Doug Crawford says he lost $10,000 in a cryptocurrency ponzi investment scheme, allegedly brought to him by a Kelowna man who he has known for 20 years.
The RCMP is warning to the public about cryptocurrency fraud, which is dramatically on the rise in Canada.
According to police, in the first eight months of 2020, Canadians lost nearly $11 million through digital currency scams alone. A few short years ago, reports of frauds involving cryptocurrencies numbered in the mere hundreds and now they are over ten times that amount.
Cryptocurrency’s biggest selling point – its ability to move large sums of money without banks or financial institutions – also makes it a prime tool for scammers.
The transfer of cryptocurrencies like bitcoin are nearly impossible to trace and can be cashed out nearly anywhere in the world, making prosecutions difficult.
The Okanagan is no exception. Crawford says he was the victim of a local cryptocurrency scam.
"If it was somebody that I had no relationship with or didn't know or called me over the phone from a different country, I never would have done it," Crawford explains.
"But this is somebody that I've seen face-to-face..." he continues. The company is called Beurax, and it claims its headquarters are located in Australia.
The investment promised to give interest back everyday that can either be withdrawn or reinvested. When Crawford went to withdraw his money, he was blocked from it.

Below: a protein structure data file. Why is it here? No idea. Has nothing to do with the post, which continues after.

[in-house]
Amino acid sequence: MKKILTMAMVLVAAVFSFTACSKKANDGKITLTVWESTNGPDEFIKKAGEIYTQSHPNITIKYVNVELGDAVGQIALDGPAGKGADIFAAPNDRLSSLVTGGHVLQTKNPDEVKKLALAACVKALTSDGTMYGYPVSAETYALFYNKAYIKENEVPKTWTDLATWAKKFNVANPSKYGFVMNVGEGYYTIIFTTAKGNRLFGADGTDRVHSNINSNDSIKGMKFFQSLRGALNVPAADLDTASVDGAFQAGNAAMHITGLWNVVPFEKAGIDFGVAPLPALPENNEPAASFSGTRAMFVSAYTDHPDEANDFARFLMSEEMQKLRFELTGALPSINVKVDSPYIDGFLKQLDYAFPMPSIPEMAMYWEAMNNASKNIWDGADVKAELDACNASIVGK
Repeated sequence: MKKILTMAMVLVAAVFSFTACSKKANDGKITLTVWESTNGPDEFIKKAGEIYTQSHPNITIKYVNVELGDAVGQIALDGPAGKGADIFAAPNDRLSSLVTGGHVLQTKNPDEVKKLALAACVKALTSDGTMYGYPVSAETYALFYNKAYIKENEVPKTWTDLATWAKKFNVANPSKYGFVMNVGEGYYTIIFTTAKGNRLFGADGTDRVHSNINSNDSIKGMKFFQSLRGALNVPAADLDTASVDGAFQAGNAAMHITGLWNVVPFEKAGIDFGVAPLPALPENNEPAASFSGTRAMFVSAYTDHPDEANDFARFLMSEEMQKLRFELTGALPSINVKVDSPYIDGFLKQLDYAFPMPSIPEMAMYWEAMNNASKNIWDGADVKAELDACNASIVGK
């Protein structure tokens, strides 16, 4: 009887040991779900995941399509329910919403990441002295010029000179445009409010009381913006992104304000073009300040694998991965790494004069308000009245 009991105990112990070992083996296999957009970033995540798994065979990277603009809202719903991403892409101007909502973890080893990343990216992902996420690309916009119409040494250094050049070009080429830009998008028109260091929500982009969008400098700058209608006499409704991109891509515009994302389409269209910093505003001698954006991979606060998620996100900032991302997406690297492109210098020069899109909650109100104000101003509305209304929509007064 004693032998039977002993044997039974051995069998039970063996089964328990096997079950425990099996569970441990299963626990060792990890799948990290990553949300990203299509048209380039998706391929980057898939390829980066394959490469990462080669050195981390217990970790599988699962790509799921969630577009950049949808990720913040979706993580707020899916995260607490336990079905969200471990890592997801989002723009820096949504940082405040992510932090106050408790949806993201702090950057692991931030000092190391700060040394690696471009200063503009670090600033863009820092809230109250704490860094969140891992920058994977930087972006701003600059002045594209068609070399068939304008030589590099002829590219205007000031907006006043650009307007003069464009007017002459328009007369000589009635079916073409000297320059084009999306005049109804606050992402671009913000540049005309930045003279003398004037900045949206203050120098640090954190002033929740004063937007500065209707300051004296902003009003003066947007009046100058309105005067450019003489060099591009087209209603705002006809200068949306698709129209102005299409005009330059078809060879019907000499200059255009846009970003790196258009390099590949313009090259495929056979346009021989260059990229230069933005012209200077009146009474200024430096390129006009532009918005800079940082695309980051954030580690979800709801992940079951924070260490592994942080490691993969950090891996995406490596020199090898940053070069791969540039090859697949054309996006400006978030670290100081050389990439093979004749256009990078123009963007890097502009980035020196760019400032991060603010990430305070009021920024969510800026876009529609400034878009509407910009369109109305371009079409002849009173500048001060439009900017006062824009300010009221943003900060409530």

Right away, Crawford saw the red flags. He contacted the alleged scammer and asked for his money back.
"He said that he was a victim of the scam himself, he blocked me. He said that he wasn't responsible for it and for me to deal with it on my own," Crawford says.
Castanet contacted the alleged scammer and he has not responded. Doug has now filed a claim with the British Columbia Securities Commission, the RCMP, and he has hired a lawyer. The BC Securities Commission told Castanet they cannot speak about it, but they directed us to their investment caution list which warns the public about Beurax.
Securities.io reported this week that the company appears to be the front for a cryptocurrency ponzi scheme.
"Scammers don't always come in the form of a CRA phone call. Sometimes it looks like a friend, sometimes it's an acquaintance, it's a best friend, it's somebody that you trust," Crawford warns.
Since he confronted the alleged local scammer, the Beurax site is gone and a new similar scam has popped up in the Okanagan.
Earlier this week, police in Calgary announced charges against a Summerland, B.C. couple for allegedly operating a million-dollar ponzi scheme.